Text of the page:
The original purpose of the organization was to “study, research, interpret, preserve, and disseminate Virginia's aviation and aeronautical heritage, and to preserve, acquire, and display those items pertaining to Virginia’s aviation and aeronautical heritage”.

The objectives of the Virginia Aeronautical Historical Society are to:
1. Prepare, collect, and preserve documents, aircraft, aerospace vehicles, and other items which relate to the history of aviation and aerospace in Virginia, from its beginning to the present
2. Educate the general public with emphasis on young people, on the contribution which Virginia has made and is making to the development in aviation and aerospace;
3. Provide aid and support to the Virginia Aviation Museum and those Virginia institutions; and
4. Promote aviation in Virginia.

To support the mission, the Virginia Aeronautical Historical Society operates and directs a number of programs.

  • The Virginia Hall of Fame: one of the most successful projects sponsored by the Virginia Aeronautical Historical Society-the Hall of Fame-was created to honor Virginians who have made significant contributions to the development of aviation. New inductees are honored at an annual Hall of The Dinner hosted in November of each year.
  • Historical Marker Program: Virginia is the site of many aviation firsts and one of the projects of the VAHS is to commemorate those sites with roadside historical markers. Working in conjunction with the Virginia Department of Transportation, a number have already been erected around the state commemorating such events as the first ship-to-shore flight, the first passenger flight, the first later-than-air flight in North America, and the unfortunate notice of the first aviation passenger fatality. Many other firsts are also on record in efforts are continuing to expand the number of these markers around the state.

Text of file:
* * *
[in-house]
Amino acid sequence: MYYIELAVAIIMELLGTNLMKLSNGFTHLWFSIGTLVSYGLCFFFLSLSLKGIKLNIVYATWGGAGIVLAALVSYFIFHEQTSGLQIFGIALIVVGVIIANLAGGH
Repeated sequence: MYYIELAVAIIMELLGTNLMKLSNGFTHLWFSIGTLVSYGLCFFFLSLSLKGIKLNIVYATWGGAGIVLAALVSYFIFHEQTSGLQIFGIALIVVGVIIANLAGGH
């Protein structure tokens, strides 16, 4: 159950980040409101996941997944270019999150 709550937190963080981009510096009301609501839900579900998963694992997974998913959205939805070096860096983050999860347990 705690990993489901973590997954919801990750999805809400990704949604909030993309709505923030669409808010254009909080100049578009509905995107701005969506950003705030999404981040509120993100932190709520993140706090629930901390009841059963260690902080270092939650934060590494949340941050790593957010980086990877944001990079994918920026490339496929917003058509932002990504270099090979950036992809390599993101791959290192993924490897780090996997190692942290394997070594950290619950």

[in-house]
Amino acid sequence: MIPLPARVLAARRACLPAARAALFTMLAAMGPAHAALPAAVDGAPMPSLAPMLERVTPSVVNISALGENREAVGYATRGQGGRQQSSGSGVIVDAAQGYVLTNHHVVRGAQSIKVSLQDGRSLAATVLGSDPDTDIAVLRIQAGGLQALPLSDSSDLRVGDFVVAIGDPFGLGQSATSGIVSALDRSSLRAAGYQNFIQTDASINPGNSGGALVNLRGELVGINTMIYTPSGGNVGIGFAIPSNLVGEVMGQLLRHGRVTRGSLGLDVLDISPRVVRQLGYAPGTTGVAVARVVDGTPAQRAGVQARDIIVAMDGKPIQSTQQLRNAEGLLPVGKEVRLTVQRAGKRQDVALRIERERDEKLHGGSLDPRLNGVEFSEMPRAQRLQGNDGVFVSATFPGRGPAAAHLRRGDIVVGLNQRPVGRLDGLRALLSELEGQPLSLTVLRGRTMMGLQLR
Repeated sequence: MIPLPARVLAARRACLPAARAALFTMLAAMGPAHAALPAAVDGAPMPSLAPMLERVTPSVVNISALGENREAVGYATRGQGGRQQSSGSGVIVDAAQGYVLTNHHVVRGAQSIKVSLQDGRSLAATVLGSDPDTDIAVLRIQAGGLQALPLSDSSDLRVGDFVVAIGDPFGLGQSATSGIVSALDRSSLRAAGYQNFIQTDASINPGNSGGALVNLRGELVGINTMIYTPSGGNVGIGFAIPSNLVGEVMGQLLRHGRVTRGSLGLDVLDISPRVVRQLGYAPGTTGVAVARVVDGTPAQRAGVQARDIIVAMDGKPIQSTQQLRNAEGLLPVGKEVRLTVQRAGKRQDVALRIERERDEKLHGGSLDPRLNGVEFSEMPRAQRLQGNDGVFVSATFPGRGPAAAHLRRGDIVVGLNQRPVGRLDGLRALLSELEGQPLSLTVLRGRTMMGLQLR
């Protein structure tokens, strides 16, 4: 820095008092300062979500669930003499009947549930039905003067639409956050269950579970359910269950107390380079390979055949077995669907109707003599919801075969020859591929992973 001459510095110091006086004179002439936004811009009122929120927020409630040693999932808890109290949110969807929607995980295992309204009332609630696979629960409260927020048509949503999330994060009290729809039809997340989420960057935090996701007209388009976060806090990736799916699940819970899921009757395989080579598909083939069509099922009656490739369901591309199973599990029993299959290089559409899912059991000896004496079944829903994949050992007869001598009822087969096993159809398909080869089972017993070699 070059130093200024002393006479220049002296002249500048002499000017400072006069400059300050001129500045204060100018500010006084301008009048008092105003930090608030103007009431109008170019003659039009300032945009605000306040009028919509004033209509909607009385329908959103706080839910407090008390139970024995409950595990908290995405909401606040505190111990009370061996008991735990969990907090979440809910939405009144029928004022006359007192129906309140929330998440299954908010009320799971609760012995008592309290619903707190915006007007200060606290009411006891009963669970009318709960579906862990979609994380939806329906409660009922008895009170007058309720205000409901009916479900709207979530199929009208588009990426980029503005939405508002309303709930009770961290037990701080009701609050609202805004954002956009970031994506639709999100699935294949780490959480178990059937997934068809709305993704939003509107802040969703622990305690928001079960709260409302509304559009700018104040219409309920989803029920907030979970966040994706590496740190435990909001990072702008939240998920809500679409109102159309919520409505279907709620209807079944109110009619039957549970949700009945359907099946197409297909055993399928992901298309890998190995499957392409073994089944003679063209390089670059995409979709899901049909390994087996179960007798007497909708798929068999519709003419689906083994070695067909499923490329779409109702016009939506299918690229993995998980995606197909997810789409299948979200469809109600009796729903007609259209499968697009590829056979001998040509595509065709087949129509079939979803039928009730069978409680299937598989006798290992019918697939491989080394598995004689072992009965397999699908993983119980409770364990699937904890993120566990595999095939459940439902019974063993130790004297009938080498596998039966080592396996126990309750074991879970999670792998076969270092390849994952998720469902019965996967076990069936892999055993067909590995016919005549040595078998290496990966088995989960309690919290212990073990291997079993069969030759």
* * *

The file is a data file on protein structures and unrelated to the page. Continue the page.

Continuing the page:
• Oral History Project: so as not to be lost forever, the oral history program is the designed to interview and record the stories of Virginia's aviation pioneers and others instrumental in the state’s aeronautical advancement.
  • Airport History Project: Virginia is the location of one of the earliest and many of the most important airports in the nation.

To commemorate these significant airports the society has published a book entitled Virginia Airports-A Historical Survey of Airports and Aviation from the Earliest Days by Vera Roster Rollo, PhD and Norman L. Crabill. To purchase this very informative 252 page book or for questions relating to the Society call the office at (804)222-8690 or e-mail vahs@smv.org.

(Reprinted from the VAHS website)


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Oral History Histories: Arnim L. Harris - USS Tangier
Allen Gardner-GI Bill | Robert Hawkes, Sr. & Jr. | Alonzo Hyatt Kelly |
Welford Williams-Bronze Star | All Oral Histories